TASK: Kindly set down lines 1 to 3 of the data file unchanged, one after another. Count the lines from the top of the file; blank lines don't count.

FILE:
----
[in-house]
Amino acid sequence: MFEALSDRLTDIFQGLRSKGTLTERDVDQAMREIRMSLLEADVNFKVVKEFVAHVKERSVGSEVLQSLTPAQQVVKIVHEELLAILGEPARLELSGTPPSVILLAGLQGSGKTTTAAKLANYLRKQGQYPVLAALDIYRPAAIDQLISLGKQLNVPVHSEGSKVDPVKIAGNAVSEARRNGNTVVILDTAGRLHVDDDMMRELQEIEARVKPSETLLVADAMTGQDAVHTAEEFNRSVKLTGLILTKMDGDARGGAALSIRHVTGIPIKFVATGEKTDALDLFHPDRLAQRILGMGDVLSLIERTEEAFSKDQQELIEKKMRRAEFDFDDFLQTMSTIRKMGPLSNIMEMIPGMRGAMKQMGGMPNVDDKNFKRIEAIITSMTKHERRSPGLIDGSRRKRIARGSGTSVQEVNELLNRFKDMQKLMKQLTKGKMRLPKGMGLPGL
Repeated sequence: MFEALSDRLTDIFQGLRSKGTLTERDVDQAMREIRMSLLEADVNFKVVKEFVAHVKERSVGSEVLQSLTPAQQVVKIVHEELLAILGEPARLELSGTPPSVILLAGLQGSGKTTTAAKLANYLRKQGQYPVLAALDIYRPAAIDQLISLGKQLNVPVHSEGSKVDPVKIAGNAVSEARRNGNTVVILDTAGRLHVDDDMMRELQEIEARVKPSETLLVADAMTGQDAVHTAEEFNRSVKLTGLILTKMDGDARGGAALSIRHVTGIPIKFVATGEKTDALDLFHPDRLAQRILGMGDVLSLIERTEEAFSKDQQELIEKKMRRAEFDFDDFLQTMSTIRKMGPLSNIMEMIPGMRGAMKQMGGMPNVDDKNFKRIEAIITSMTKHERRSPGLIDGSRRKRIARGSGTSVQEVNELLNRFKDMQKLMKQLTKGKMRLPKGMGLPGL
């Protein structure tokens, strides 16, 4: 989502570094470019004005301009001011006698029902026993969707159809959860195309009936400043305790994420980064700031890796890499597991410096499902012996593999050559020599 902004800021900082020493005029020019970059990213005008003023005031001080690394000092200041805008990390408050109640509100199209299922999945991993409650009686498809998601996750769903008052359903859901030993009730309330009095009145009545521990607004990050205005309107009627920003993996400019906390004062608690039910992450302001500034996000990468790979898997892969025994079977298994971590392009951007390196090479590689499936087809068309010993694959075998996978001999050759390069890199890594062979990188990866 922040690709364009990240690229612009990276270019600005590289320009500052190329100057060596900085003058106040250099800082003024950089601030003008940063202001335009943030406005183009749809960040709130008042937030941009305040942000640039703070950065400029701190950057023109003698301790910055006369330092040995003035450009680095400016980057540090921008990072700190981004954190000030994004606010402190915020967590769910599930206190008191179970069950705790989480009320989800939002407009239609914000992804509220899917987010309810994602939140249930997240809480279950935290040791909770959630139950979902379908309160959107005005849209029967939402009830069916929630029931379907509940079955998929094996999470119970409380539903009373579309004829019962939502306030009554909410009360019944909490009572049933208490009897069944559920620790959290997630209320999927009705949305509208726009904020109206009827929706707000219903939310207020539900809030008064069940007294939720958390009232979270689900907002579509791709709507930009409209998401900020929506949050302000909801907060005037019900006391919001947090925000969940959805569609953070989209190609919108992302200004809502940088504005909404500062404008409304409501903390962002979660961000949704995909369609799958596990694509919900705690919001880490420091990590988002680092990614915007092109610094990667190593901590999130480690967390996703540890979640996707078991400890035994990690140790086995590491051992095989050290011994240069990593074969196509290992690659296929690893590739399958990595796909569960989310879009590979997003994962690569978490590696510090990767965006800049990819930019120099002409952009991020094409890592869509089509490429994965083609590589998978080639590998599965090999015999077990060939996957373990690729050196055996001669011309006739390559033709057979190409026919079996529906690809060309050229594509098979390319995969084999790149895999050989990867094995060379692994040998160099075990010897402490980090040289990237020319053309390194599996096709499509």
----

[in-house]
Amino acid sequence: MFEALSDRLTDIFQGLRSKGTLTERDVDQAMREIRMSLLEADVNFKVVKEFVAHVKERSVGSEVLQSLTPAQQVVKIVHEELLAILGEPARLELSGTPPSVILLAGLQGSGKTTTAAKLANYLRKQGQYPVLAALDIYRPAAIDQLISLGKQLNVPVHSEGSKVDPVKIAGNAVSEARRNGNTVVILDTAGRLHVDDDMMRELQEIEARVKPSETLLVADAMTGQDAVHTAEEFNRSVKLTGLILTKMDGDARGGAALSIRHVTGIPIKFVATGEKTDALDLFHPDRLAQRILGMGDVLSLIERTEEAFSKDQQELIEKKMRRAEFDFDDFLQTMSTIRKMGPLSNIMEMIPGMRGAMKQMGGMPNVDDKNFKRIEAIITSMTKHERRSPGLIDGSRRKRIARGSGTSVQEVNELLNRFKDMQKLMKQLTKGKMRLPKGMGLPGL
Repeated sequence: MFEALSDRLTDIFQGLRSKGTLTERDVDQAMREIRMSLLEADVNFKVVKEFVAHVKERSVGSEVLQSLTPAQQVVKIVHEELLAILGEPARLELSGTPPSVILLAGLQGSGKTTTAAKLANYLRKQGQYPVLAALDIYRPAAIDQLISLGKQLNVPVHSEGSKVDPVKIAGNAVSEARRNGNTVVILDTAGRLHVDDDMMRELQEIEARVKPSETLLVADAMTGQDAVHTAEEFNRSVKLTGLILTKMDGDARGGAALSIRHVTGIPIKFVATGEKTDALDLFHPDRLAQRILGMGDVLSLIERTEEAFSKDQQELIEKKMRRAEFDFDDFLQTMSTIRKMGPLSNIMEMIPGMRGAMKQMGGMPNVDDKNFKRIEAIITSMTKHERRSPGLIDGSRRKRIARGSGTSVQEVNELLNRFKDMQKLMKQLTKGKMRLPKGMGLPGL